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  • Writer's pictureJoseph Greenberg

Mercy for a thousand generations through the blood of Yeshua

This week’s Torah portion contains the most severe of the very famous Ten Plagues, the worst of which is known to many as the “death of the firstborn.”

For those of us who know Yeshua as our personal Lord and Savior often look back at this account of events and shake our heads in confusion. How could the same God who loves the world so much that He gave us His only begotten Son as atonement for our sins be the same God who allowed all the firstborn of Egypt to die, even when not all of them had sinned against Him like Pharaoh had with his obstinance? Such a thing seems so unlike the God of grace and mercy that we’ve come to know through a personal relationship over the years! How can this be?! 

This seeming incongruity is at the heart of the idea that God’s character changes over time. But that idea is false. Let me just say: GOD DOES NOT CHANGE. ADONAI Elohim – the Creator of the Universe who placed the stars in the sky – is the same God who brought the Hebrews out of Egypt, the same God who raised Yeshua from the dead, and the same God who will bring about the eternal Messianic age!

In fact, ADONAI Elohim even tells us who He is and what His character is like later on in Exodus 34:6-7:

“Then ADONAI passed before him, and proclaimed, “ADONAIADONAI, the compassionate and gracious God, slow to anger, and abundant in lovingkindness and truth, showing mercy to a thousand generations, forgiving iniquity and transgression and sin, yet by no means leaving the guilty unpunished, but bringing the iniquity of the fathers upon the children, and upon the children’s children, to the third and fourth generation.” Exodus 34:6-7 TLV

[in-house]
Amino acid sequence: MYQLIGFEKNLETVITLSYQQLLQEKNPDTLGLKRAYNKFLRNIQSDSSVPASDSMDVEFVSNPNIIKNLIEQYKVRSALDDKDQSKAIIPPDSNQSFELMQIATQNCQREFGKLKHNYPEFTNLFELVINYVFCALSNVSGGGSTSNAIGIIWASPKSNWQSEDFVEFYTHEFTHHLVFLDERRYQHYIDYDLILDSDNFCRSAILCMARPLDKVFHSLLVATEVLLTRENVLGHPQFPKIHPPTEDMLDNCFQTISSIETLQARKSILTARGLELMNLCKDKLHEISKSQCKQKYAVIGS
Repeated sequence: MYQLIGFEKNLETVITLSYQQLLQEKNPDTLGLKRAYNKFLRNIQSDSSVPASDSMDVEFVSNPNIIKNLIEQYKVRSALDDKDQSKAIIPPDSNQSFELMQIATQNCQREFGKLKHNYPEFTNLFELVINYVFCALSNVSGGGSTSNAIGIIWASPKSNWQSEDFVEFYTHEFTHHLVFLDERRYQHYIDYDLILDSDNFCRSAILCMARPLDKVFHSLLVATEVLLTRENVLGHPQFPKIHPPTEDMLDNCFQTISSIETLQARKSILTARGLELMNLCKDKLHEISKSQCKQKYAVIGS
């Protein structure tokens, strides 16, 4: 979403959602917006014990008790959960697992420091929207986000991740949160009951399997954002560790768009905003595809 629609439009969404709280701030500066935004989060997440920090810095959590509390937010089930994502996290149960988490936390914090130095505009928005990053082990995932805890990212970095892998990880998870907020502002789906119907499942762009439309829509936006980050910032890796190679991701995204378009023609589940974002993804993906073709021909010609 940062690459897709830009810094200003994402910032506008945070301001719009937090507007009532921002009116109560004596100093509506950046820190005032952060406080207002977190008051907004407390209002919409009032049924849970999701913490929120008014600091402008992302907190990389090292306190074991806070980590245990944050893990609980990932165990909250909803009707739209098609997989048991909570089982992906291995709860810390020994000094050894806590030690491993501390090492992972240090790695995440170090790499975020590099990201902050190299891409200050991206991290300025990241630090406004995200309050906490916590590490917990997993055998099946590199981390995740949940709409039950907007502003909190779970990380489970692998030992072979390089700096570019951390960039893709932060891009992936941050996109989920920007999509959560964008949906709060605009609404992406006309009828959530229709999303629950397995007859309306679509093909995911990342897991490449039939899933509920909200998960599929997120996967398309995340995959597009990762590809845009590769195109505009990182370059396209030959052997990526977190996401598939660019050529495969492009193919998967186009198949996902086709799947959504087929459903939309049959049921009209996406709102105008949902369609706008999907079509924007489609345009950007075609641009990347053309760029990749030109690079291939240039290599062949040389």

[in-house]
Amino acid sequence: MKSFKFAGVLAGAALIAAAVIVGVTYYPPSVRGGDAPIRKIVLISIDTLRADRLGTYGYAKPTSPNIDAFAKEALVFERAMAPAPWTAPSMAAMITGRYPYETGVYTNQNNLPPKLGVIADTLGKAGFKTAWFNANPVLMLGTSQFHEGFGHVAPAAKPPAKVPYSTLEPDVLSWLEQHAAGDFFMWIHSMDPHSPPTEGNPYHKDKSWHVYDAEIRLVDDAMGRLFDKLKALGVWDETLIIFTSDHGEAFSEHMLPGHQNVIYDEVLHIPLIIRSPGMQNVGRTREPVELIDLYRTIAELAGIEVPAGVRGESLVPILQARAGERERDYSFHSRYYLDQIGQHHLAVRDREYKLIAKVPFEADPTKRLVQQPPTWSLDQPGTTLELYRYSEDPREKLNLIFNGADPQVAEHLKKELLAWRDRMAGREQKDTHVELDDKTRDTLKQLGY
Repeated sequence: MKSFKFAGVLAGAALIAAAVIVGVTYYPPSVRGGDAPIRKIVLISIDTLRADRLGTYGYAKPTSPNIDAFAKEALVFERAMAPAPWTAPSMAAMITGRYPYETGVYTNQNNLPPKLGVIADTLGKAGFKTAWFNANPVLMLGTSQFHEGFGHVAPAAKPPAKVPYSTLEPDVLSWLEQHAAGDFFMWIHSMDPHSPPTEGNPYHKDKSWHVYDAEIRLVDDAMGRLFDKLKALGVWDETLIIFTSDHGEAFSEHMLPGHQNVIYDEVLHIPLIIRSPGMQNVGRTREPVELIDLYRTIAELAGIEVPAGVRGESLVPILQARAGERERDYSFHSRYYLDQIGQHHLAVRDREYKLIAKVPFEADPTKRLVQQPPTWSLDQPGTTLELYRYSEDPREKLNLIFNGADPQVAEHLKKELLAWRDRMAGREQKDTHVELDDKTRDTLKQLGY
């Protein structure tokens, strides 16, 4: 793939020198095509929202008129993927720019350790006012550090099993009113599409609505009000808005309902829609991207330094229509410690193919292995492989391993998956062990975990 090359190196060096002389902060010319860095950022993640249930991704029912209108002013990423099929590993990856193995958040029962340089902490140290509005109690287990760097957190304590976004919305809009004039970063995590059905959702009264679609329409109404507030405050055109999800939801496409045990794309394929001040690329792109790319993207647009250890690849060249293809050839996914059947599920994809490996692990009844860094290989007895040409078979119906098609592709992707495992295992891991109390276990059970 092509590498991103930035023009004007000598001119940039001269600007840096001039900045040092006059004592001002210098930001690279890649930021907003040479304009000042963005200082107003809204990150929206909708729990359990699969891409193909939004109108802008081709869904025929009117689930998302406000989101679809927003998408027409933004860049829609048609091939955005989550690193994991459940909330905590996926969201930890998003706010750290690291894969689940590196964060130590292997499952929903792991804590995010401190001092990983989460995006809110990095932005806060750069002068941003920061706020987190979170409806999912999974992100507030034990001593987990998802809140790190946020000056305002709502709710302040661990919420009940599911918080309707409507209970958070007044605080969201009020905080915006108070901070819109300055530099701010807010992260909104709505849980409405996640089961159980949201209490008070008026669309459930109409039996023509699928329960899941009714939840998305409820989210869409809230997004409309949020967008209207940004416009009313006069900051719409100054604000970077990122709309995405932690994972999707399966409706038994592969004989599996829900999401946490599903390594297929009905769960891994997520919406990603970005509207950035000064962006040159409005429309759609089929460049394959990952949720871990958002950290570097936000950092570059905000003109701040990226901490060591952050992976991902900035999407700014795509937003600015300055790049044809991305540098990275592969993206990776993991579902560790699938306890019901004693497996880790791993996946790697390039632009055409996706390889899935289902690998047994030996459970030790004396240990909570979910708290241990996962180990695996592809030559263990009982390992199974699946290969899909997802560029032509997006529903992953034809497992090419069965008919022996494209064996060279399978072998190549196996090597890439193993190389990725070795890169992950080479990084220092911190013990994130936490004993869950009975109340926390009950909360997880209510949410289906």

These attributes do not change. Ever. But how do we reconcile what we know about God and actions of the ten plagues?

Well, it’s clear in these verses that God’s character is to punish the iniquity of several generations. Pharaoh’s sin, as the head of His people and a self-proclaimed god, was not just his to bear. Unfortunately, those who did not come under the atonement of the Passover lamb throughout the entire land of Egypt were left vulnerable to punishment. But the firstborn of those who were obedient to ADONAI’s commands received mercy – to the thousandth generation – being dedicated to ADONAI and redeemed by Him. Just look at the last few verses of this week’s Torah portion!

“So when your son asks you in times to come, ‘What is this?’ say to him, ‘By a strong hand ADONAI brought us out from Egypt, the house of bondage, and when Pharaoh refused to let us go, ADONAI slew all the firstborn in the land of Egypt, both men and animals. So I sacrifice to ADONAI all firstborn males, but I redeem the firstborn of my sons.’ So it will be like a sign on your hand and like frontlets between your eyes, for by a strong hand ADONAI brought us out of Egypt.”  Exodus 13:14-16 TLV

When it comes down to it, the question of “How could God do such a thing?” is a moot point. It’s not the question we should be asking. Well, what do you mean Mandie? Let me explain. Sometimes, it can be hard for us as humans to understand how it all makes sense. We see something that doesn’t line up with our views of the world and immediately decide that something is wrong with God. But the reality is that God isn’t supposed to line up with our view of the world. We’re supposed to align ourselves with His!

The question we should really be asking ourselves is “How can we get more people to accept the atonement that God has given us and be saved from punishment? How can we bring more people into His mercy and grace?” So take some time today and pray about what ways God would have you share the ultimate sacrificial lamb: Yeshua the Messiah.

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